They also did not say whether, once the amendment is passed, more casinos could be planned for other areas in the state, such as Central Jersey, where lawmakers today voiced their desire for gaming in their own districts.

“We are losing gaming tourists to our neighbors and it is time we bring them back home to New Jersey,” said Vainieri Huttle. “Now is the time to finally focus on finding the best ways to utilize gaming to boost the North Jersey economy and our state as a whole. We can bring top-flight casinos to Bergen, Essex and Hudson counties while helping Atlantic City, benefiting everyone and ensuring New Jersey remains competitive.”

Mukherji said North Jersey casinos could potentially create 20,000 direct jobs, 30,000 indirect jobs, and billions of dollars in growth revenue in the coming years.

“In these three counties, we have some of the most prized real estate in the north east, a talented labor pool, and we sit at the heart of major transportation corridors,” Mukherji said. “This bill is about keeping New Jersey’s gaming industry relevant and viable, but it’s also about replenishing hundreds of millions in annual gross gaming revenues that we have lost to neighboring states in recent years.”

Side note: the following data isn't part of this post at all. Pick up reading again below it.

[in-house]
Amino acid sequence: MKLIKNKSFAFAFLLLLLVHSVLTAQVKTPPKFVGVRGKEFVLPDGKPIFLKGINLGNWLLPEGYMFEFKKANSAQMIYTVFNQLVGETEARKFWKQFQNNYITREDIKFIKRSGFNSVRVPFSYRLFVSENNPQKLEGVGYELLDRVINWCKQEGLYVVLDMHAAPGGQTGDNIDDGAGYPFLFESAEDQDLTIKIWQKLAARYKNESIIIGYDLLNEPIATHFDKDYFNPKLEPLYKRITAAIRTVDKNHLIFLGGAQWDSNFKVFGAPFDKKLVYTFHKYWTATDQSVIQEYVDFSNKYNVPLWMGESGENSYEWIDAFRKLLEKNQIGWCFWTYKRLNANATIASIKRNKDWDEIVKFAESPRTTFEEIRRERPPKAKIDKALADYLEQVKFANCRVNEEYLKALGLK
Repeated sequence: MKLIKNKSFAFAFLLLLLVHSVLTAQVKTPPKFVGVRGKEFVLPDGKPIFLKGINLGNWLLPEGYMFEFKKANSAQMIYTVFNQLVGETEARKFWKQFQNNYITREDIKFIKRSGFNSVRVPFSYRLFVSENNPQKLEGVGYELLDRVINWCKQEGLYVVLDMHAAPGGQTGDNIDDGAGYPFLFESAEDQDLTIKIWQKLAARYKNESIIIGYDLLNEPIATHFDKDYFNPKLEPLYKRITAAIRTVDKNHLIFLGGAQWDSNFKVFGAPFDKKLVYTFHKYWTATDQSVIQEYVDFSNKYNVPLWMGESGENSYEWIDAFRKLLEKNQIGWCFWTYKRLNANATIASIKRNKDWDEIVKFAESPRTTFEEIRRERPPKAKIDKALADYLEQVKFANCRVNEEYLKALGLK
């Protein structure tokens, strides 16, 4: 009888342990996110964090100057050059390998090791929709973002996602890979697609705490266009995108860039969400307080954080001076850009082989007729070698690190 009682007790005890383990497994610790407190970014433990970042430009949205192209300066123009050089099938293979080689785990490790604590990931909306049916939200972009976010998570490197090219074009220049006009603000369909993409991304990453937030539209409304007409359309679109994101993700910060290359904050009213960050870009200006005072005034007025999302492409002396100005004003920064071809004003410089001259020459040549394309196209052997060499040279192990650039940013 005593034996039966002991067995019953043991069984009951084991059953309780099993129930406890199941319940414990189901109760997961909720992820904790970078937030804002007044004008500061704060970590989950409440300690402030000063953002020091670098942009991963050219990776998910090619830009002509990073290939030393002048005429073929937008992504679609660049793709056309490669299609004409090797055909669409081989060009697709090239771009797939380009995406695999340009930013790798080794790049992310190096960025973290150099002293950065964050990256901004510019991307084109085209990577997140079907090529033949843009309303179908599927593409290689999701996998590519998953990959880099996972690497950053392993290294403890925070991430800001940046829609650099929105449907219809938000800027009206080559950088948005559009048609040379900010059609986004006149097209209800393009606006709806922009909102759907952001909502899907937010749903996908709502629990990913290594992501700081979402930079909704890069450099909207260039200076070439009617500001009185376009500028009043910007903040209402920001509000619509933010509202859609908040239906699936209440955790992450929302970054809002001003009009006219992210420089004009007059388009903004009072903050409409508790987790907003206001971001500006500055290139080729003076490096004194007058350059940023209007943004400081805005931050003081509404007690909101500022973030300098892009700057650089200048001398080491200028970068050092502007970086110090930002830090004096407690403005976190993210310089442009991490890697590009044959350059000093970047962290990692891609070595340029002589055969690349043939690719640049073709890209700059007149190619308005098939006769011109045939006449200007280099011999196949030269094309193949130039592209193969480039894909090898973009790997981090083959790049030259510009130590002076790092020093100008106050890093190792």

As for when such an amendment could be put on the ballot, Caputo said he would like to see it added as early as this year, though he said he’d defer to Senate and Assembly leadership. August 3 is the deadline for ballot changes.

“If it doesn’t happen now, we have to do it as soon as we possibly can,” Captuo said. “But if everybody comes together, and reads the analysts reports about what does and does not work, we can make a decision that’s above politics and that’s good policy for the state. That’s what I want to happen.”

Caputo has sponsored two earlier amendments that would OK casinos in North Jersey.

With constitutional amendment, North Jersey lawmakers make their case for gaming outside Atlantic City